Five reasons 'virtual marriage' won't happen

Gartner analyst Adam Sarner insists that he's serious when he predicts that binding "virtual marriages" will be a reality by 2015. He is insane.

Gartner analyst Adam Sarner insists that he's serious when he predicts that binding "virtual marriages" will be a reality by 2015. He says such couples -- including those who have never met in person -- will enjoy the same property rights and legal responsibilities as the rest of us bound by matrimonial bliss.

In other words, Adam Sarner is insane. Here are five reasons why.

Virtual couples are going to have to get in line. Homosexuals cannot marry legally in 98% of these United States, so it would seem a stretch to envision avatars tying the knot a mere eight years down the road. Moreover, who's going to tell Pat Robertson?

On the Internet, nobody knows you're a dog. There is the classic New Yorker-cartoon sense, of course, but that's just the starting point. Who's to say virtual couples would be any more honest with their intendeds than virtual individuals are with one another today? And -- dare I ask -- once we start down this slippery slope, what's to prevent virtual marriages between virtual machines? To say nothing of virtual polygamy between botnets.

Let's think of the children. There won't be any, of course, at least not through conventional means. While this may be fine for some couples, it cannot bode well for the survival of the species. And I'm hearing Rev. Robertson again.

Anytime, anywhere connectivity. If absence makes the heart grow fonder, carrying your spouse around on a smartphone 24x7 is apt to take a toll on the tickers of virtual couples. Oh, sure, we're already at our dearest one's beck and call today, but the expectation of a real-life encounter at day's end keeps the beckoning and calling manageable. Virtual couples would be pitching their Blackberries before they've even written all their thank-you notes.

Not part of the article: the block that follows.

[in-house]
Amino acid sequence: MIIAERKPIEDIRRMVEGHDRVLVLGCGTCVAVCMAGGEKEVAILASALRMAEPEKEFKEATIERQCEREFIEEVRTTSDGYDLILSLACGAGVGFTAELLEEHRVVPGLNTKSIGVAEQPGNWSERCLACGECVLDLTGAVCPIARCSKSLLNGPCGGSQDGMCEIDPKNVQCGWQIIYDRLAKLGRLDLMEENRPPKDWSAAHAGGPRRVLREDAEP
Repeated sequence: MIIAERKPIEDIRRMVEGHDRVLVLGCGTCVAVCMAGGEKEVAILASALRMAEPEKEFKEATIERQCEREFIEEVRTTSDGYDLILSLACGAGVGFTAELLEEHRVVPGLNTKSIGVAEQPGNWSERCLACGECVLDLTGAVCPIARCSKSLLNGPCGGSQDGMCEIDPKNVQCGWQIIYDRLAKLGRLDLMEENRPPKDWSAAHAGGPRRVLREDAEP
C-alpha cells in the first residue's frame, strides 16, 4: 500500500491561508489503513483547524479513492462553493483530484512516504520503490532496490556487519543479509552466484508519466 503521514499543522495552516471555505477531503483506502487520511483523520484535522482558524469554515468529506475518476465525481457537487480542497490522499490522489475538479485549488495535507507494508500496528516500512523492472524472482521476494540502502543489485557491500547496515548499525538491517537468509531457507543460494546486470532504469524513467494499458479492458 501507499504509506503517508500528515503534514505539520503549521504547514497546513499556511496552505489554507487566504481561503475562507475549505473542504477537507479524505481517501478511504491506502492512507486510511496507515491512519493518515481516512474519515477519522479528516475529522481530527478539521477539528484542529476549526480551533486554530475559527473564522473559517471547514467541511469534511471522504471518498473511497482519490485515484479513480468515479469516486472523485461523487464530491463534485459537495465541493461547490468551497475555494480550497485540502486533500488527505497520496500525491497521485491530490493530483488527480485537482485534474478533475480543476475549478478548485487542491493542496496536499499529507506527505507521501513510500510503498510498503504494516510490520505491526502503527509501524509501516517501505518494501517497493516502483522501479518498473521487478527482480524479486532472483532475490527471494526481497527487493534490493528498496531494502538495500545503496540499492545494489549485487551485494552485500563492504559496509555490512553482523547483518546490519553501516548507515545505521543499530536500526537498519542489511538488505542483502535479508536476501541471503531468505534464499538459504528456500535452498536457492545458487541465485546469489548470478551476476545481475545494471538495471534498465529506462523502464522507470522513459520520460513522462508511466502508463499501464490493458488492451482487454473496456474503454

Finally, misery loves company. Even Gartner's Sarner acknowledges that his prediction cannot come to fruition without rewriting laws ... and that can't happen without a dramatic change in public attitudes. Those who are miserable in their own real-life marriages -- and let's face it, that's a good half or better of the populace -- will be loath to let virtual couples get away with a marital-discord dodge as simple as unplugging the computer. Oh, no, there will be no tossing of virtual china in this country; you want to be married, stand in there and take your medicine.

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Paul McNamara

Network World

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